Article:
Affordable. Adjustable. Introducing The High Performing Acer XV Fairways & Hybrids

For both the Acer XV fairways and hybrids we use a “hybrid” construction that combines forging and casting techniques to create the most economical and highest performing product.

For most companies, they continue to produce their stainless steel fairways and hybrids the same way they have for years. After all this is done because stainless steel is an excellent material to make a durable club at the modern size and weight as well as one that is cost effective for both the manufacturer and end consumer. But you know, every once in a while you need to shake some things up and change the way you do something in order to make improvements and that is exactly what we did with the Acer XV series of fairway woods and hybrids.

Acer XV Fairway Woods

“Hybrid” construction
There are a two basic ways you can construct a stainless steel fairway wood or hybrid. One is the way that most companies choose and that is the investment cast method. In brief, this involves producing multiple tooling to create what will eventually be a hollow bodied structure. Wax is injected into the molds and melted onto to wax frames which are then dipped into ceramic slurry several times until it creates a ¼” shell around the wax. They are then heated so the wax drips out so later molten stainless steel can be poured into the shells. Once cooled, the ceramic is broken off and cleaned away and cut from the “tree” to form the “as cast” parts. Then the process begins to weld the pieces together, grind, polish and then finish it into the final product you see. As you can imagine it is labor intensive.

Acer XV Hybrids


The second method is “forging”. In brief, this process involves stamping out sheets of stainless steel over forming tools and cutting away the excess material. Then the welding, grinding, polishing and cosmetic finishing takes place. This is a much easier process, but the downside is one cannot stamp really intricate shapes or wall thickness like you can with the casting method unless one wants to invest in very expensive forged tooling. However, this method is faster and is more economical.

For both the Acer XV fairways and hybrids we use a “hybrid” construction that combines forging and casting techniques to create the most economical and highest performing product.

Multiple materials
Not only are we using hybrid construction but also employing varying grades of stainless steel. The crown is forged from 420 stainless so we can shed needless weight to be better able to use elsewhere. The thicker sole is cast from 431 stainless steel as well as the rest of the head (or the high performance part) that will need further explaining.

Acer XV Fairway Woods and Hybrids Cup Face ConstructionCup face
One of the keys to a high coefficient of restitution (COR) is a variable face thickness. As we said before, this is best by using the casting technique. We also chose a cup face structure to round out the XV series to enhance the variable thickness. You will also notice from the CAD picture the third piece includes the hosel as part of the face to save welding (extra weight) and distortion (tolerances in face angle and lie).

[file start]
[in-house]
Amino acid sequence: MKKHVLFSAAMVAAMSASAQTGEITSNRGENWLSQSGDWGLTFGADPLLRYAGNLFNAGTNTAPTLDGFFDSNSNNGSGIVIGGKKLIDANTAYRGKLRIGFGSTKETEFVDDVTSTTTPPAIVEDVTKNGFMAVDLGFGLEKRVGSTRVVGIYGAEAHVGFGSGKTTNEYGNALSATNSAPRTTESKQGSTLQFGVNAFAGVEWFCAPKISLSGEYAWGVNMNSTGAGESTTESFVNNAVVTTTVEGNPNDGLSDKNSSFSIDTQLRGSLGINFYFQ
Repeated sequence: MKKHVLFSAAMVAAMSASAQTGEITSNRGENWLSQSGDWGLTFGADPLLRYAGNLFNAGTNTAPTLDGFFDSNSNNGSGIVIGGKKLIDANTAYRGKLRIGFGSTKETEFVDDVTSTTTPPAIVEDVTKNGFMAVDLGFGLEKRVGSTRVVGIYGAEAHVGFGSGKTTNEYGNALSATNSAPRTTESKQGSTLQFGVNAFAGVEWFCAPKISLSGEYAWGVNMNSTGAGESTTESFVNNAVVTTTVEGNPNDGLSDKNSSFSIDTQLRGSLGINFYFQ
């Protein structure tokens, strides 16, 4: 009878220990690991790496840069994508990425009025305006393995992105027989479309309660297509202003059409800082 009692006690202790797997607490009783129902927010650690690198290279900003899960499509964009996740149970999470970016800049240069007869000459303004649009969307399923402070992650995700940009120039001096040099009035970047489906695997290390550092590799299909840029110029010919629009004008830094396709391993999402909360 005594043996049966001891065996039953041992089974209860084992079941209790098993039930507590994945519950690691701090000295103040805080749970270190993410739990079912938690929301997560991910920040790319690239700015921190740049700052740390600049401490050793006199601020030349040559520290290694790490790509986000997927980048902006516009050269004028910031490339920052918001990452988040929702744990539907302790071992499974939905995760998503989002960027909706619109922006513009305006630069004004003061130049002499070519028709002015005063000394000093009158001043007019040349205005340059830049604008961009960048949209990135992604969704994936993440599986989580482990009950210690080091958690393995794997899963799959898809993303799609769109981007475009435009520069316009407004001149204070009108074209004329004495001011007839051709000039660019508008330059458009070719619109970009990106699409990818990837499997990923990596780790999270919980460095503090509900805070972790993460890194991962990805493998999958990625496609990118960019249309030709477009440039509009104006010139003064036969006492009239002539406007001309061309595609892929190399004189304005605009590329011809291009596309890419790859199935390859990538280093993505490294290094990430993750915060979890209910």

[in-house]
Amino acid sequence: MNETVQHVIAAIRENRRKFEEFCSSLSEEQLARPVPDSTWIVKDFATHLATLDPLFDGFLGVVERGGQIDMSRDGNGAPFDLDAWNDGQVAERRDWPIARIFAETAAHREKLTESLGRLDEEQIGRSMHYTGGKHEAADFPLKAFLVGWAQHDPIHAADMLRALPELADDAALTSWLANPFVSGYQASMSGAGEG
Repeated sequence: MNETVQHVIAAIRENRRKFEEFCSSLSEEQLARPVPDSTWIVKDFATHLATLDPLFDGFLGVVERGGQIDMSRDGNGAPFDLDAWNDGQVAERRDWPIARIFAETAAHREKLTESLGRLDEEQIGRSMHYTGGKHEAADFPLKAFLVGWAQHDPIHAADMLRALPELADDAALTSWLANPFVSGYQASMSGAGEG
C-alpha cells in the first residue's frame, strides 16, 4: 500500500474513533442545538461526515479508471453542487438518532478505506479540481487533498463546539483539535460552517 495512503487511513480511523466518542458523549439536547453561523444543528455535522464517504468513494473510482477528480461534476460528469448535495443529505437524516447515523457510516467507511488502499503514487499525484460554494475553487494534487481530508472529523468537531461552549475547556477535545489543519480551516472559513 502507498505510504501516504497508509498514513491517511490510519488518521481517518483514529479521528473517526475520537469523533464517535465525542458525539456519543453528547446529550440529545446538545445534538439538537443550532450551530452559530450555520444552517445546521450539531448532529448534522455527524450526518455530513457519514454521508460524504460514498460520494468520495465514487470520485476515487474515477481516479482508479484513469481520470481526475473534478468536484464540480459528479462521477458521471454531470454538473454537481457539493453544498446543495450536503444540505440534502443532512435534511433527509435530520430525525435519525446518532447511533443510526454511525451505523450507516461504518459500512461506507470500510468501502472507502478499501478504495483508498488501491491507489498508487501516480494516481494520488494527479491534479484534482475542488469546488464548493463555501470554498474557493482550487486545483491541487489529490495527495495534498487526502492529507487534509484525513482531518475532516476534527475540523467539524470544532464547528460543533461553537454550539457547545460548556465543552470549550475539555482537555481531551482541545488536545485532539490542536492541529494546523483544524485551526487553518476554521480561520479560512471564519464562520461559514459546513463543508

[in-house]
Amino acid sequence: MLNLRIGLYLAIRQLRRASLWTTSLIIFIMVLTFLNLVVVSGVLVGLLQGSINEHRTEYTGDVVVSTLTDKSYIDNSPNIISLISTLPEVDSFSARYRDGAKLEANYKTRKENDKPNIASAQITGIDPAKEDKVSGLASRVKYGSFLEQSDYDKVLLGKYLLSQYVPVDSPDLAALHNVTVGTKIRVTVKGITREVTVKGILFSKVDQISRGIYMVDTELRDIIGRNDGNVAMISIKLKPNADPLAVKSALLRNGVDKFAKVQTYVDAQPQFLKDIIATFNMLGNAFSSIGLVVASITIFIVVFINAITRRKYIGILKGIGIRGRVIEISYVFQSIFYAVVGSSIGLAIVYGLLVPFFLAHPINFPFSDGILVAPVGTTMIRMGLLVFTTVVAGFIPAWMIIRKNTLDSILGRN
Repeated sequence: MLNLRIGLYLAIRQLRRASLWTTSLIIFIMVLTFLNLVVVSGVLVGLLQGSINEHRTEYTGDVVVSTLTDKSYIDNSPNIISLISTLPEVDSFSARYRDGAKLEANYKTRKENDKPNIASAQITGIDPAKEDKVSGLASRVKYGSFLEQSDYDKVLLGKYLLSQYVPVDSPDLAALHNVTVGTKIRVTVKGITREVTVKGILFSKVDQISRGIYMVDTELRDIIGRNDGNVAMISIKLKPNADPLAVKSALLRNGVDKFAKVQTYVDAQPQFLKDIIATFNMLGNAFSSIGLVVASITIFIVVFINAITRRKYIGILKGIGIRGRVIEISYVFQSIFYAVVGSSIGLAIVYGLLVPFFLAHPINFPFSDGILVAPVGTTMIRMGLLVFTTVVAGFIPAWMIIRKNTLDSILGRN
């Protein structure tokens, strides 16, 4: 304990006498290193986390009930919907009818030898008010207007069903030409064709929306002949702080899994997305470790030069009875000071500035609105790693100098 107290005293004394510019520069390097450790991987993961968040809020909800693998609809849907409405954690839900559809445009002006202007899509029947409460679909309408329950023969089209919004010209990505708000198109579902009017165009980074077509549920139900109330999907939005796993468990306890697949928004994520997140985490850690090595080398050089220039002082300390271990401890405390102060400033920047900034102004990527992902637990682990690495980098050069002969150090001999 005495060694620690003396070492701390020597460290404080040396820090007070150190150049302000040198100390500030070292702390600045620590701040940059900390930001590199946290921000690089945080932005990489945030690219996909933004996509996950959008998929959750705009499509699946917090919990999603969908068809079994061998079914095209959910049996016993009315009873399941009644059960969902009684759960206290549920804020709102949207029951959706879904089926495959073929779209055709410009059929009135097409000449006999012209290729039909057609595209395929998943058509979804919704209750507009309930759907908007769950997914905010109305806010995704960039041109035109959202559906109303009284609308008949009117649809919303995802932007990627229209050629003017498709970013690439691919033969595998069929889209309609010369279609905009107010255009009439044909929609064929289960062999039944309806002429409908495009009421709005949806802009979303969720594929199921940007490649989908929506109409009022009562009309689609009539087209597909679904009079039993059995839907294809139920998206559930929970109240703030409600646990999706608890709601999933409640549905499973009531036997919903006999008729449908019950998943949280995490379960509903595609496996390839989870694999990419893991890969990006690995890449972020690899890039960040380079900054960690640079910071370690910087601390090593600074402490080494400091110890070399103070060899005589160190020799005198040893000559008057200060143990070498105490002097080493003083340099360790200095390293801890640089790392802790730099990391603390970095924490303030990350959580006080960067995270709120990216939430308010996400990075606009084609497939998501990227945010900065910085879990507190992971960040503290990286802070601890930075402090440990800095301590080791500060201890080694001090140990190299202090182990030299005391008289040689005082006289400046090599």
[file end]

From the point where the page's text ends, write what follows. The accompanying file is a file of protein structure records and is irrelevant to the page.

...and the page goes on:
In golf club cup-face construction, part of the faceplate is incorporated into the sole, crown and skirt area of the head. This pushes the weld back away from the actual face. By moving the weld further back away from the face, the areas around the perimeter could be made thinner and deflect more, thus producing a higher ball speed to areas other than the center of the face as compared to traditional welding techniques. Even when you miss-hit the ball, clubs with cup-face technology provides you that extra spring-like effect for longer, straighter shots.

Other enhancements
Like the matching drivers and Acer XV Thriver Mini in the Acer XV series, these feature the Power Chamber Sole (for greater energy transfer to the ball) and the Gravity Port (for fine-tuning swingweight with different weight shafts and custom lengths). The Gravity Port is also moved forward for reduced spin as another distance contributor but at the same time there is a very high concentration of weight in the sole to produce a high launching head. The stock screw is 7 grams, but you can also get 2g and 12g replacement screws which allow for options galore.

Fairway options
For the fairway woods, this chart shows 4 different options available to clubmakers. After all, not all golfers are the same height or have the same needs. For example taller golfers may want longer clubs, but may not want the higher swingweight as a result using standard weight heads. Conversely, shorter golfers may prefer reduced length clubs but still want head feel only available by having a heavier weight head. Option 4 is for those that typically struggle with a 3 wood, but may not with the 5 wood. In that case it is not the loft, but rather the length that is the problem and this helps remedy it.

Acer XV Fairway Woods and Hybrid WeightsHybrid options including the Single length option
For the hybrids, here are the 4 options as well starting with the stock settings.

Acer XV Hybrid ChartOption 4 is the intriguing one as the weight allows for a single-length approach. There are some golfers that are single-length iron proponents as this allows for a repeatable swing when all the clubs are the same length, lie and swing with the only thing changed is loft. Option #4 or #2 may be an excellent option for beginners or high handicapped players looking for improved solidness of contact. However note it is not possible to alter the lies so they can be the same lie single length irons are.